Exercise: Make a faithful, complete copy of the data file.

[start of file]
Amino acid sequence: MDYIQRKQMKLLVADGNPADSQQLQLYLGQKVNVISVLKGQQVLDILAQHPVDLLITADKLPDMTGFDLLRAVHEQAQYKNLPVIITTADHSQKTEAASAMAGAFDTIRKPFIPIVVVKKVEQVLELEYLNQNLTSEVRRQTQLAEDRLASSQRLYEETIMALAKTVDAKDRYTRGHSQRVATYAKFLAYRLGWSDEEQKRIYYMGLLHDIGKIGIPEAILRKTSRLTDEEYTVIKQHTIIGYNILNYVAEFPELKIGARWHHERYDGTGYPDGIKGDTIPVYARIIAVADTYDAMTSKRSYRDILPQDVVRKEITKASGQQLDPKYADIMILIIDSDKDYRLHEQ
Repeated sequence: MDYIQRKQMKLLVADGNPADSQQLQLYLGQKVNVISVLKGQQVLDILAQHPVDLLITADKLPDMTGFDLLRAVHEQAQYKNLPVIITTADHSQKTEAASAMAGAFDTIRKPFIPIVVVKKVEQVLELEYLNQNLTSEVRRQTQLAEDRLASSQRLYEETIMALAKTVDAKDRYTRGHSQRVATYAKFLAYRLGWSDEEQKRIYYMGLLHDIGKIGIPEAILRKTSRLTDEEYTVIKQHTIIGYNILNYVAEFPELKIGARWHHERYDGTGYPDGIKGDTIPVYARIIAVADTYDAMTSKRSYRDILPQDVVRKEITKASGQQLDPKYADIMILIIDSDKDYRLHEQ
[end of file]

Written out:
Amino acid sequence: MDYIQRKQMKLLVADGNPADSQQLQLYLGQKVNVISVLKGQQVLDILAQHPVDLLITADKLPDMTGFDLLRAVHEQAQYKNLPVIITTADHSQKTEAASAMAGAFDTIRKPFIPIVVVKKVEQVLELEYLNQNLTSEVRRQTQLAEDRLASSQRLYEETIMALAKTVDAKDRYTRGHSQRVATYAKFLAYRLGWSDEEQKRIYYMGLLHDIGKIGIPEAILRKTSRLTDEEYTVIKQHTIIGYNILNYVAEFPELKIGARWHHERYDGTGYPDGIKGDTIPVYARIIAVADTYDAMTSKRSYRDILPQDVVRKEITKASGQQLDPKYADIMILIIDSDKDYRLHEQ
Repeated sequence: MDYIQRKQMKLLVADGNPADSQQLQLYLGQKVNVISVLKGQQVLDILAQHPVDLLITADKLPDMTGFDLLRAVHEQAQYKNLPVIITTADHSQKTEAASAMAGAFDTIRKPFIPIVVVKKVEQVLELEYLNQNLTSEVRRQTQLAEDRLASSQRLYEETIMALAKTVDAKDRYTRGHSQRVATYAKFLAYRLGWSDEEQKRIYYMGLLHDIGKIGIPEAILRKTSRLTDEEYTVIKQHTIIGYNILNYVAEFPELKIGARWHHERYDGTGYPDGIKGDTIPVYARIIAVADTYDAMTSKRSYRDILPQDVVRKEITKASGQQLDPKYADIMILIIDSDKDYRLHEQ